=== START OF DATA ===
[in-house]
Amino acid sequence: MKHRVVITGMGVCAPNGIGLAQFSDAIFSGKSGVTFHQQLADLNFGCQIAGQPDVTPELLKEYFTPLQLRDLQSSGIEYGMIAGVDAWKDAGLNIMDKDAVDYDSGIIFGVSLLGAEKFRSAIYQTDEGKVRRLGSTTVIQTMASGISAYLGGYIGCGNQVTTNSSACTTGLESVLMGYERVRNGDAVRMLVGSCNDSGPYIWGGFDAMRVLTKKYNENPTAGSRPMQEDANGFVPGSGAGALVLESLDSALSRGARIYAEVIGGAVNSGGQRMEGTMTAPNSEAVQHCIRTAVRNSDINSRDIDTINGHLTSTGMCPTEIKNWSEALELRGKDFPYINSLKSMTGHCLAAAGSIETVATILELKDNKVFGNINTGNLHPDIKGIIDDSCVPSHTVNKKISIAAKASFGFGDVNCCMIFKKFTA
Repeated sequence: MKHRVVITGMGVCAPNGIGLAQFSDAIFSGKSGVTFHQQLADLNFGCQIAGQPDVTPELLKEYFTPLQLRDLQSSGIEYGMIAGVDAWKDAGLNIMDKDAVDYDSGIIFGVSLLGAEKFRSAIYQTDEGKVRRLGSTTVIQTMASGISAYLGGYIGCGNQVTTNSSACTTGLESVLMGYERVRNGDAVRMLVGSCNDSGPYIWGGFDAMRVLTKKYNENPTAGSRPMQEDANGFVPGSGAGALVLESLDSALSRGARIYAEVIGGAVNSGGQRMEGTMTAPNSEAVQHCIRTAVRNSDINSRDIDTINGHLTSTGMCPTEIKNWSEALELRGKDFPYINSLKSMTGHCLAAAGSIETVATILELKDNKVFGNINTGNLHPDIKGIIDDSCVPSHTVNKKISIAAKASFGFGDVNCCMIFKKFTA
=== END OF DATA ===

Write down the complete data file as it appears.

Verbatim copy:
[in-house]
Amino acid sequence: MKHRVVITGMGVCAPNGIGLAQFSDAIFSGKSGVTFHQQLADLNFGCQIAGQPDVTPELLKEYFTPLQLRDLQSSGIEYGMIAGVDAWKDAGLNIMDKDAVDYDSGIIFGVSLLGAEKFRSAIYQTDEGKVRRLGSTTVIQTMASGISAYLGGYIGCGNQVTTNSSACTTGLESVLMGYERVRNGDAVRMLVGSCNDSGPYIWGGFDAMRVLTKKYNENPTAGSRPMQEDANGFVPGSGAGALVLESLDSALSRGARIYAEVIGGAVNSGGQRMEGTMTAPNSEAVQHCIRTAVRNSDINSRDIDTINGHLTSTGMCPTEIKNWSEALELRGKDFPYINSLKSMTGHCLAAAGSIETVATILELKDNKVFGNINTGNLHPDIKGIIDDSCVPSHTVNKKISIAAKASFGFGDVNCCMIFKKFTA
Repeated sequence: MKHRVVITGMGVCAPNGIGLAQFSDAIFSGKSGVTFHQQLADLNFGCQIAGQPDVTPELLKEYFTPLQLRDLQSSGIEYGMIAGVDAWKDAGLNIMDKDAVDYDSGIIFGVSLLGAEKFRSAIYQTDEGKVRRLGSTTVIQTMASGISAYLGGYIGCGNQVTTNSSACTTGLESVLMGYERVRNGDAVRMLVGSCNDSGPYIWGGFDAMRVLTKKYNENPTAGSRPMQEDANGFVPGSGAGALVLESLDSALSRGARIYAEVIGGAVNSGGQRMEGTMTAPNSEAVQHCIRTAVRNSDINSRDIDTINGHLTSTGMCPTEIKNWSEALELRGKDFPYINSLKSMTGHCLAAAGSIETVATILELKDNKVFGNINTGNLHPDIKGIIDDSCVPSHTVNKKISIAAKASFGFGDVNCCMIFKKFTA